ANOREXIA NERVOSA: Anorexia nervosa is a serious eating disorder that is devastating to health. It is self-imposed starvation. for people with anorexia, food is the enemy. They feel hungry, but they refuse to eat. These people have an extreme fear of gaining weight and becoming fat. This fear does not diminish with weight loss. In most instances, they continue to believe they are fat even though they are seriously underweight. In addition to refusing to eat, they may resort to vomiting and the use of laxatives and diuretics to lose weight. The number of cases of anorexia is rising drastically, especially with females in their teen or young adult years. However, it affects people of all races and economic backgrounds. The medical complications of anorexia stem from starvation. The body is not receiving adequate amounts of nutrients which are essential to keep the body functioning. The body naturally attempts to protect its vital organs, the heart and the brain. Therefore, other organs which are not as vital to the body are either slowed or shut down completely. Monthly menstrual periods in women stop; breathing, pulse, and blood pressure rates drop; and thyroid function slows. Anorexia nervosa may result in the shrinkage of any internal organs, including the kidneys, heart and brain. As the heart weakens, an irregular heart rhythm and congestive heart failure become possible. The lack of water in the diet may cause constipation and/or difficulty urinating. Muscle aches and cramps, swelling of the joints, and injuries to nerves and tendons often occur. Many anorexics also develop difficulty in concentrating and experience various digestive problems. Lack of protein in the diet may lead to dull, brittle hair and even hair loss; brittle nails and dry, yellow skin. Loss of fat makes it difficult for the body to stay warm. Therefore, a fine, soft body hair called lanugo may appear, especially on the arms and legs.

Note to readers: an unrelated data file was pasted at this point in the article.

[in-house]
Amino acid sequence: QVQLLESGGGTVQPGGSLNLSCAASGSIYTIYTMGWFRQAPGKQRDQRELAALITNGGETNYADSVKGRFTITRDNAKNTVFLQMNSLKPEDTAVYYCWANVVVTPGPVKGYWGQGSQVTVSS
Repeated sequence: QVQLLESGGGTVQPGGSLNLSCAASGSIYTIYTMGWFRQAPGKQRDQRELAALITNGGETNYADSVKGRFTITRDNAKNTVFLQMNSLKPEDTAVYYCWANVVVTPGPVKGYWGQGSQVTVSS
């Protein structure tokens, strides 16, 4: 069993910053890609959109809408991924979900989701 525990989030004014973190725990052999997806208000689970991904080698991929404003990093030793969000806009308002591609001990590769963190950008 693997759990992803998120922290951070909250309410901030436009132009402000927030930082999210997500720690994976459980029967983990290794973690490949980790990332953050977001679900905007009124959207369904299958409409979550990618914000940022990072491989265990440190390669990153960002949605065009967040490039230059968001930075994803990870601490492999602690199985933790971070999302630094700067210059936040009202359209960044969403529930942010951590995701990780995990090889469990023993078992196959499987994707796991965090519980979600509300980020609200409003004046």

BULIMIA: Bulimia is also known as the “Binge-Purge Syndrome”. Studies show that more women are affected by this than men. Banging is the uncontrolled consumption of large amounts of food. It may occur in only a few minutes or last over several hours. Bulimics may consume thousands of calories in one binge session. Purging is eliminating the food which has been ingested during the binge. The most common method of purging is self-induced vomiting. However, some bulimics turn to laxatives, fasting, severe diets, diet pills, diuretics, or vigorous exercise. Frequent vomiting may cause erosion of tooth enamel, causing severe and frequent tooth decay. Damage to the gums may also occur. It may damage the esophagus, causing pain, internal bleeding, and even perforation of the esophagus. Swollen or infected salivary glands may also occur. The bulimic may have calluses or sores on the hand or a fine rash from forcing the body to expel food. If the body’s fluid balance is upset, an irregular heart beat, seizures, and even heart failure or death may result. The bulimic may experience many digestive problems because of the frequent elimination of food. Stomach cramps, nausea, ulcers, colitis or even a fatal rupturing of the stomach may occur. A loss of potassium in the body may cause muscle weakness, cramps, stiffness, or numbness in the arms or legs. Damage may occur to any of the vital organs, including the kidneys and liver. In women, the menstrual cycle is frequently affected. Bulimics often suffer from amenorrhea, or absence of the menstrual cycle. Unfortunately, many female athletes think they are in peak condition if amenorrhea occurs. Actually, the opposite is true. To maintain menstruation, women need a certain amount of calories, protein and body fat. Too much exercise can decrease the fat stores in a body. This decreases the estrogen level, which stops menstruation. This, in turn, leads to decreased bone density and easy bone breakage. The beneficial effects of exercise on bone density do not compensate for bone loss due to estrogen deficiency. Amenorrhea, lasting 3-6 months, can cause irreversible bone damage. Anyone having amenorrhea should seek medical care immediately. This is a potentially serious condition.